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What Is Happening To The Residential Property Market in Singapore?

 

Property investment has been on the lips of most investors since 2009. However, with the government’s slew of cooling measures in recent years such as like Additional Buyer’s Stamp Duty (ABSD), Seller’s Stamp Duty (SSD) & Loan-To-Value (LTV) to curb speculation and hot foreign money flowing into Singapore, the market appears to have become soft in recent times.

Recently, there have been quite a fair bit of news discussing about residential properties being sold by its previous owners at significant losses. Could this be the start of a worrisome trend? Let’s take a look at the volume and price trend from the boom time of 2009 to now.

Price and Volume (or lackof) 

Chart 1

Picture 1

Source: URA, CBRE Research, Nov 2014

Looking at Chart 1 above, sales volume for non-landed housing (private) has been at its lowest with much reduced activity in new and resale segments compared to the heydays in 2012. Speculative activity is almost non existant in 2014 thanks to the SSD, with the number of sub-sales a shadow of the peak registered in 2009. Sub-sales refer to the sales of units from one buyer to another buyer prior to the completion of the development.

Table 1

Picture 2

Source: Singapore Real Estate Exchange (SRX)

From table 1, we see it’s no surprise that the steep increase in price has also abated, with the highest point reached in Feb 2013. Though prices have started to moderate, we have not experience a reasonable correction. Yet.

If we look at the long term price trend since 1995, we can see that the trough set in 2008, was supported by the peak price levels reached in 1997. Could we expect to experience similar decline (with prices finding support near the 07 peak prices levels) sometime in 2017-2018? There will be investors out there who are “hoping & praying” for such opportune levels.

How are the fundamentals?

Table 2

Picture 3

 

To examine if the current prices are supported by strong fundamentals, we take a look at the trend of the rentals price index in table 2.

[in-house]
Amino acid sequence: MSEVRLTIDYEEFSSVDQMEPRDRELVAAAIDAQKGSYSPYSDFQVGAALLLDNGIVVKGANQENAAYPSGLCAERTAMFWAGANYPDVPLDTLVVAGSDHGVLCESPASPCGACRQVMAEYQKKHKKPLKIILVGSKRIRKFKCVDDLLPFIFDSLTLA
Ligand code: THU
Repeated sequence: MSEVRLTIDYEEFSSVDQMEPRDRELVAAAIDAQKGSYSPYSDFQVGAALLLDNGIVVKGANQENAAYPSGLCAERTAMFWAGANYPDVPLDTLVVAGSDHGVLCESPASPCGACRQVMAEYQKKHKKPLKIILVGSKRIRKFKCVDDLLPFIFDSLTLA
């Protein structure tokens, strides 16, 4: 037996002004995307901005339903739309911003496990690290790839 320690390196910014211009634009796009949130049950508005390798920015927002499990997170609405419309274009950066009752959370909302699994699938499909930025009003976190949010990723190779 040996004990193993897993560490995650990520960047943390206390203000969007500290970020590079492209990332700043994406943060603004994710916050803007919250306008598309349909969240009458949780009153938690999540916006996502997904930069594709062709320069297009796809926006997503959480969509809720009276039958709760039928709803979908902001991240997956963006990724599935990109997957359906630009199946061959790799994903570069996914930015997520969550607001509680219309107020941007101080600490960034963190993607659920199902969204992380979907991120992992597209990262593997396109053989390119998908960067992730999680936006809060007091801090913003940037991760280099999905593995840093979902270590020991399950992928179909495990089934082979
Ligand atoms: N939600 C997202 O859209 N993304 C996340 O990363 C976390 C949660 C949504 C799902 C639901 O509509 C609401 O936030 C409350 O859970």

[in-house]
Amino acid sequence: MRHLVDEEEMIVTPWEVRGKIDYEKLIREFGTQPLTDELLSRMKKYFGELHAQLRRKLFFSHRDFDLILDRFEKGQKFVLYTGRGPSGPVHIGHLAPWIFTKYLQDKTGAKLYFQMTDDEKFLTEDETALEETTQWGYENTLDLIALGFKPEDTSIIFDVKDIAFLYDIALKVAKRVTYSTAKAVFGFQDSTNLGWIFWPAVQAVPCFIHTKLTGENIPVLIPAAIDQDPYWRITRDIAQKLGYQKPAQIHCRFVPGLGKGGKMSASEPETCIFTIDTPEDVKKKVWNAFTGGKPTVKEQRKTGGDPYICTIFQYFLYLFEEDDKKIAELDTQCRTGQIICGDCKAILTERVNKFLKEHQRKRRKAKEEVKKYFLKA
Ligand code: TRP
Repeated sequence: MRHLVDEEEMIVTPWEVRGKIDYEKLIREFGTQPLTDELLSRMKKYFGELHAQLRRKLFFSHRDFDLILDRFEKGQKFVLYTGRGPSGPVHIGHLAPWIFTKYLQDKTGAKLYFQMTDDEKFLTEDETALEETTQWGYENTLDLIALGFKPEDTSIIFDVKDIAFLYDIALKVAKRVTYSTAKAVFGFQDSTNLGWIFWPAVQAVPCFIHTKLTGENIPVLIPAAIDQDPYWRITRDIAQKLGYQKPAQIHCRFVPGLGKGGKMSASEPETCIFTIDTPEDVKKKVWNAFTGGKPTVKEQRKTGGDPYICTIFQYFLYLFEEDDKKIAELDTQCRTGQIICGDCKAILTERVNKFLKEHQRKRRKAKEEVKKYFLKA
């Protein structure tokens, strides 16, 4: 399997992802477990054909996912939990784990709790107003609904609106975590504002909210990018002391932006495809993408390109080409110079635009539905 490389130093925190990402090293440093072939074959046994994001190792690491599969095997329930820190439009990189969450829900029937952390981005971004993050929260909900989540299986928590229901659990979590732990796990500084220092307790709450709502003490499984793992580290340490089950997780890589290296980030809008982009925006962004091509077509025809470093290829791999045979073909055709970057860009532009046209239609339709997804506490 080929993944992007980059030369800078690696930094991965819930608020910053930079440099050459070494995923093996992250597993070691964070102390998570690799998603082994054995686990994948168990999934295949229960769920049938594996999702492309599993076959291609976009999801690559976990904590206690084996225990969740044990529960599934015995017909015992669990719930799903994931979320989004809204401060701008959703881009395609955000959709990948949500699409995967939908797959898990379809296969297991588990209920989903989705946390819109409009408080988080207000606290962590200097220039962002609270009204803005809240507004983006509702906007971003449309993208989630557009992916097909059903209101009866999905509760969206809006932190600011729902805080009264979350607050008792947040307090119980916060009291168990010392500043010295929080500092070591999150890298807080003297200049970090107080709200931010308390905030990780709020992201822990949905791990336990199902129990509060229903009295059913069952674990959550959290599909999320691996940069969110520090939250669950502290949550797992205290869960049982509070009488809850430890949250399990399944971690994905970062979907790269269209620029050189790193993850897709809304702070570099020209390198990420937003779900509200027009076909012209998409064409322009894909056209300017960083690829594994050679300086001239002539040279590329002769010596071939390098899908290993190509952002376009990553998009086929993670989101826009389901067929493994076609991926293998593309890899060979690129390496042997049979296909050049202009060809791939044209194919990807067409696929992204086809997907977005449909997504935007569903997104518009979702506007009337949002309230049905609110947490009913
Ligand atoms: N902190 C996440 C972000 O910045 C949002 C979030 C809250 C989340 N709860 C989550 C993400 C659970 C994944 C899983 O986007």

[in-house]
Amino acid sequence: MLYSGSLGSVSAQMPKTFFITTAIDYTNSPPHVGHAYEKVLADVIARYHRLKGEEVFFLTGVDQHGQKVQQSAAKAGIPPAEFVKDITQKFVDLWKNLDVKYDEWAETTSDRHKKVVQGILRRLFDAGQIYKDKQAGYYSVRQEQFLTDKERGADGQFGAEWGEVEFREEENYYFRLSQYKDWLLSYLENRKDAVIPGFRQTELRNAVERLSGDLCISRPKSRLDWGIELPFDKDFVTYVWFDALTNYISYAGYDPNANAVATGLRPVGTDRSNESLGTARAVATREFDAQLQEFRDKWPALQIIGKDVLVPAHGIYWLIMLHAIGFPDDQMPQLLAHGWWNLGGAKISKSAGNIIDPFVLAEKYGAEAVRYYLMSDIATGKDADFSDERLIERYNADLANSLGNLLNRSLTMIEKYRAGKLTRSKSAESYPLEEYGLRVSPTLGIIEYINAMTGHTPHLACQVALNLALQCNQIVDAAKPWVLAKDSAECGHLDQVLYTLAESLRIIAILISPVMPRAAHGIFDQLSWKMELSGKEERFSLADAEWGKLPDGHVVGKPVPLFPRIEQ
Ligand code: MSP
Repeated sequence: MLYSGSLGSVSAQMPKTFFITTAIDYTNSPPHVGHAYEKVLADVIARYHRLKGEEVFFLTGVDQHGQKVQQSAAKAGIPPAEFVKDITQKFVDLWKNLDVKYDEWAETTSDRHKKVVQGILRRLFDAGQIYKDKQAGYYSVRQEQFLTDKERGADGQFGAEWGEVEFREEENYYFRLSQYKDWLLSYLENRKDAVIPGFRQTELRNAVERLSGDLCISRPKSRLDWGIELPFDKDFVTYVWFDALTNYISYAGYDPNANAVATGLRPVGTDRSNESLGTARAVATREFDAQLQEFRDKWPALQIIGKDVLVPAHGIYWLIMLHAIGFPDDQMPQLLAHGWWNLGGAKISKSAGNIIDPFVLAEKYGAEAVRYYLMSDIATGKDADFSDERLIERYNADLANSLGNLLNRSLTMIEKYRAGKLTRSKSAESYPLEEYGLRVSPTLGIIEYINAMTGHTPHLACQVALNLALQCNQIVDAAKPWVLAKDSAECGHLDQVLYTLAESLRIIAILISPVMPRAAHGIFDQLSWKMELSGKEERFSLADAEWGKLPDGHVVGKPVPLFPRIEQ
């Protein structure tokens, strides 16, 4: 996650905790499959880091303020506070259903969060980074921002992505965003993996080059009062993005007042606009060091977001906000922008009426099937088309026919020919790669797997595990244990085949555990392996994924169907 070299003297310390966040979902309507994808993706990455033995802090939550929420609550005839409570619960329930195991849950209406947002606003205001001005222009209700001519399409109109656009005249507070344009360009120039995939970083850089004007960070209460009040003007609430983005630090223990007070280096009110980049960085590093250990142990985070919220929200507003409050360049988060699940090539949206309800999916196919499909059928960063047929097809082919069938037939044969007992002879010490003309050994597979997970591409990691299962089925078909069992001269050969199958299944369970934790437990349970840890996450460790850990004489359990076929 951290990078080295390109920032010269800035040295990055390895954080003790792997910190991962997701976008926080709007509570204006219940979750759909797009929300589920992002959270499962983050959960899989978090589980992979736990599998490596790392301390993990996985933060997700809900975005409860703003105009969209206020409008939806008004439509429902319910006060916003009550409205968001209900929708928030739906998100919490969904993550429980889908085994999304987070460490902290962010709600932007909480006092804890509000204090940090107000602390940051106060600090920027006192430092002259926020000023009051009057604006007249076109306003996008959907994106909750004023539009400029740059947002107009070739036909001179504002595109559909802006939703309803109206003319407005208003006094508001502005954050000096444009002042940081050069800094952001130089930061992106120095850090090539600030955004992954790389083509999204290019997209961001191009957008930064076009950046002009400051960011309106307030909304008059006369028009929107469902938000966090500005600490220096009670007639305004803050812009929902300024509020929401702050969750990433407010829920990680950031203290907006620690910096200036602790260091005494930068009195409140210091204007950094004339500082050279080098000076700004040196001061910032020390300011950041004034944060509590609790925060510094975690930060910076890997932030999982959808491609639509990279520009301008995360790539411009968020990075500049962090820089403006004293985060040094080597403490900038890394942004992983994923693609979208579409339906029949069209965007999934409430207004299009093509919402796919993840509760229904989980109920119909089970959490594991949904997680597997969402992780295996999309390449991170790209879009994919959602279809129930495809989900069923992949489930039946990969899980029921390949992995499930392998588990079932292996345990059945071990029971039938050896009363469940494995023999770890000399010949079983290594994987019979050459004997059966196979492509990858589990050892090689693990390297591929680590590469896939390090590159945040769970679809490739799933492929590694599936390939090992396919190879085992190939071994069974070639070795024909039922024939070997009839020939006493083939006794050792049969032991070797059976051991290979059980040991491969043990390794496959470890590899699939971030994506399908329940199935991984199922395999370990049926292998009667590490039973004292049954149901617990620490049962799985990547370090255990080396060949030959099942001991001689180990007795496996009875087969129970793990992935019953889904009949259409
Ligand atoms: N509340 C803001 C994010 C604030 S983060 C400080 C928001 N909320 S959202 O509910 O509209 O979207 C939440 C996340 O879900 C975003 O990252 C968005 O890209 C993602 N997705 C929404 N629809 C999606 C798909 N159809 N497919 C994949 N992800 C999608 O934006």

The vacancy rate currently stands at 7.2%, according to the data released by URA for 1Q2015. All the properties launched in 2009-2011, have added to the pool of available units for rent. And naturally, with increased supply, property owners become price takers at lower rent levels. More worryingly, we observe a rounding top being formed with the peak registered in Jan 2013. Is this a sign for weaker rents to come?

It appears to us that the rental market might continue to see further downward pressure given the declining pool of tenants in the market.

Chart 2

Picture 4 

Source: MOM labour market 2014

According to MOM’s labour Market 2014 report in chart 2, foreign labour force declined by 2.38% in 2014 compared to 2013.

This trend seems to be more pronounced over the last few years, since the government’s announcement in 2011, on its commitment to have a more sustainable growth rate in the foreign workforce.

What May Happen Next?

      Chart 3

Picture 5

Source: mndsingapore.wordpress.com

 A quick look at the upcoming pipeline of projects in the residential market (chart 3), shows, we can expect to see 182,506 more units from 2015 to 2018. The supply of BTO units is kept at a steady pace of 25,000 units per year. Currently, the take-up rate is still healthy and the demand from PRs may increase from Aug 2016. (Background: since 28 Aug 2013, new PRs will have to wait 3 years to be eligible for HDB flats). However, the statistics on our population growth rate seems to be less than rosy.

Slowest Population Growth in a Decade

Chart 4: Total population growth rate per year, as of June (%)

Picture 6

Source: Department of Statistics

We have experienced the slowest population growth rate in a decade of 1.3% (chart 4), currently standing at 3.34 million. What we need to ask ourselves is whether the demand from Citizens and PRs are able to absorb the projected subsidized housing supply, going forward.

The projected supply of Executive Condominiums also raises question on the demand for private housing. Will the increased supply of residential units and lower population growth (residents & non-residents) affect the price levels of residential units? How will the rental prices be affected going forward? Will borrowing costs increase in the near future? How will all these affect the attractiveness of investing in residential units? This is something the individual investor has to decide for himself.

That being said, there are other attractive alternative investment property options, like offices, commercial and industrial units or even overseas properties. Whether these options offer better returns than residential units remains to be seen. We will cover it in future articles.

We shall leave you with a quote from Benjamin Graham, “Price is what you pay, and value is what you get”. Please excise your own due diligence before committing your hard earned money on any investment. You may be able to find some rough diamonds if you looked hard enough.

 

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